Commercial Space

Reusable Rockets Could Fly Back to Their Launch Sites With Wings

Reusable launch vehicles have been a boon for the commercial space industry. By recovering and refurbishing the first stages of rockets, launch providers have dramatically reduced the cost of sending payloads and even crew to space. Beyond first-stage boosters, there are efforts to make rockets entirely reusable, from second stages to payload fairings. There are currently multiple strategies for booster recovery, including mid-air retrieval using helicopters and nets. Still, the favored method involves boosters returning to a landing pad under their own power (the boost-back and landing maneuver).

This strategy requires additional rocket propellant for the booster to land again, which comes at the expense of payload mass and performance for the ascent mission. As an alternative, researchers from the National Office Of Aerospace Studies And Research (ONERA) propose two new types of strategies that would allow boosters to return to their launch site. These are known as “glide-back” and “fly-back” architectures, both of which involve boosters with lifting surfaces (fins and wings) performing vertical takeoff and horizontal landing (VTVL) maneuvers.

The research was led by Mathieu Balesdent, a Senior Research Scientist with the ONERA Information Processing and Systems Department‘s (DTIS) Multidisciplinary Methods and Integrated Concepts unit. He was joined by researchers from ONERA’s Department of Materials and Structures (DMAS), the Aerodynamics, Aeroelasticity, Acoustics Departement (DAAA), and DTIS, with assistance provided by the National Centre for Space Studies (CNES) Launchers Directorate. The paper that describes their proposal appeared in the journal Acta Astronautica.

A Falcon 9 rocket lifting off from Cape Canaveral. Credit: SpaceX

In their paper, Balesdent and his colleagues describe how additional propellant can be saved and used for the Return To Launch Site (RTLS) mission through Multidisciplinary Design Optimization techniques that incorporate space and aeronautical technologies into boosters. These include lifting surfaces (fins, wings, etc.), air-breathing propulsion (turbojet engines), and other flight-proven methods. First, they identified two architectures that rely on some or all of these techniques, known as “glide-back” and “fly-back.”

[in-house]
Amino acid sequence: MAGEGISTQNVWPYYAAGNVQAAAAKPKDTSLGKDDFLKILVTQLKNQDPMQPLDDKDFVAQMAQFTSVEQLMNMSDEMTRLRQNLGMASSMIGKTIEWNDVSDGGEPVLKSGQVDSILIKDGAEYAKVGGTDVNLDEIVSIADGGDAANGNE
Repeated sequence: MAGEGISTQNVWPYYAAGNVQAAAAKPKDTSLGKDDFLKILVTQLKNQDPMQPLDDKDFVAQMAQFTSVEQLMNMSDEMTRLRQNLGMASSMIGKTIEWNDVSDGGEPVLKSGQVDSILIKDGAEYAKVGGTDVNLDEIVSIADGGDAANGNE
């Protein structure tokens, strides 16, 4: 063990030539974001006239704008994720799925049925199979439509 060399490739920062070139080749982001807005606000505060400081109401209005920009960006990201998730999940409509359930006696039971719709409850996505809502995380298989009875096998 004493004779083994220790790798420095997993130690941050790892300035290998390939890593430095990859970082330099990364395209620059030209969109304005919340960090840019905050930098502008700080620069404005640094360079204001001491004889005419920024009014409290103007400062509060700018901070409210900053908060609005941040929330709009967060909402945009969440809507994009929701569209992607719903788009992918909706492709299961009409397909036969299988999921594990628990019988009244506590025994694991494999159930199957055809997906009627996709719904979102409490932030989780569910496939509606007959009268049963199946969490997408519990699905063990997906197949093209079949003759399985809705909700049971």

The first configuration combines space and aeronautical technologies to recover the first stage. These include an aerodynamical nose, lifting surfaces, gears, and corresponding power avionics, added to the initial stage configuration. After performing a vertical takeoff and ascent, the second stage is jettisoned while the first stage reignites some of its engines to make a powered landing (similar to SpaceX’s Falcon 9 and Heavy rockets). The vehicle then performs an aerodynamic reentry and glides back to the landing site, where it lands horizontally.

The second architecture completely avoids using rocket propellant and combines the previous aeronautical elements with several turbojets and their propulsive systems for the RTLS mission. After separating from the second stage, the first stage carries out a ballistic and high-angle-of-attack atmospheric reentry. The nose-mounted turbojets are then ignited to carry out a cruise flight and land the vehicle horizontally. Balesdent and his colleagues also describe a “reusability kit” containing the requisite components for adapting first-stage boosters for both flight configurations. As they state:

“These kits, composed of the lifting surfaces, the nose (including the airbreathing propulsive system for fly-back configuration), and additional subsystems (e.g., landing gears), can be mounted on the main core of the launch vehicle for performing several reusable missions, and then removed and installed on another first stage if the current one is used for a last expendable mission.”

The first stage of the New Shephard rocket returning to its landing pad. Credit: Blue Origin

These kits can be used multiple times and allow first-stage boosters to be adapted for “glide-back” and “fly-back” maneuvers, offering commercial launch providers the ability to make their rockets retrievable or save additional propellant. The benefits include expanding the range of retrieval operations, the ability to launch heavier payloads, and (above all) more cost-effective launch services. This is in keeping with the main objective of the commercial space industry (aka. NewSpace), which is to reduce launch costs, enabling greater access to space and the “commercialization of Low Earth Orbit (LEO).”

This study was a collaboration between the French Space Agency, la Centre National d’Etudes Spatiales (CNES), and the French Aerospace Lab – la Office National d’Etudes et de Recherches Aérospatiales (ONERA) – on Reusable Launch Vehicles (RLV).

Further Reading: Acta Astronautica

Matt Williams

Matt Williams is a space journalist and science communicator for Universe Today and Interesting Engineering. He's also a science fiction author, podcaster (Stories from Space), and Taekwon-Do instructor who lives on Vancouver Island with his wife and family.

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